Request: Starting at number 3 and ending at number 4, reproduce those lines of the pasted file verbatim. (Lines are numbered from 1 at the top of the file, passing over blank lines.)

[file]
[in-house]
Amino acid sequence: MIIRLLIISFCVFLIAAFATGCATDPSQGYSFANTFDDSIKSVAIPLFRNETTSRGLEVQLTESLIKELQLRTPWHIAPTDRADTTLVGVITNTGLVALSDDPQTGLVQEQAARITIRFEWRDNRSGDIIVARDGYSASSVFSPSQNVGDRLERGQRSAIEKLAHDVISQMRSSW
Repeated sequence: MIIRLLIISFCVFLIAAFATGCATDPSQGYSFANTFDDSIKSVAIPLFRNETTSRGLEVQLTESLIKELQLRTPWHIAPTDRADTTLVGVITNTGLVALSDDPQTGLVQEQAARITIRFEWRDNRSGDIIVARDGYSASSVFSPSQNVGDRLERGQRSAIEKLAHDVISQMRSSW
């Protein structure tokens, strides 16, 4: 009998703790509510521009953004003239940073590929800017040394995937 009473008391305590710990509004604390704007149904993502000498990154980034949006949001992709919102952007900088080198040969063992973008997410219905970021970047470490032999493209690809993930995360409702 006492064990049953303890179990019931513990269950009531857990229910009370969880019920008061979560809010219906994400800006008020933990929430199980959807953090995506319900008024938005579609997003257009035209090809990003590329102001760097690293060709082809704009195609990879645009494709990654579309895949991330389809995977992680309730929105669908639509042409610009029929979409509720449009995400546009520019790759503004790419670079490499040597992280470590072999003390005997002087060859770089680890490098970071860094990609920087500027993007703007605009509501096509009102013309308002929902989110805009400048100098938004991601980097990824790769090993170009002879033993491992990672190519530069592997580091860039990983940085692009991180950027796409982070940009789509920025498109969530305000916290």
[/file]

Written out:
Repeated sequence: MIIRLLIISFCVFLIAAFATGCATDPSQGYSFANTFDDSIKSVAIPLFRNETTSRGLEVQLTESLIKELQLRTPWHIAPTDRADTTLVGVITNTGLVALSDDPQTGLVQEQAARITIRFEWRDNRSGDIIVARDGYSASSVFSPSQNVGDRLERGQRSAIEKLAHDVISQMRSSW
């Protein structure tokens, strides 16, 4: 009998703790509510521009953004003239940073590929800017040394995937 009473008391305590710990509004604390704007149904993502000498990154980034949006949001992709919102952007900088080198040969063992973008997410219905970021970047470490032999493209690809993930995360409702 006492064990049953303890179990019931513990269950009531857990229910009370969880019920008061979560809010219906994400800006008020933990929430199980959807953090995506319900008024938005579609997003257009035209090809990003590329102001760097690293060709082809704009195609990879645009494709990654579309895949991330389809995977992680309730929105669908639509042409610009029929979409509720449009995400546009520019790759503004790419670079490499040597992280470590072999003390005997002087060859770089680890490098970071860094990609920087500027993007703007605009509501096509009102013309308002929902989110805009400048100098938004991601980097990824790769090993170009002879033993491992990672190519530069592997580091860039990983940085692009991180950027796409982070940009789509920025498109969530305000916290």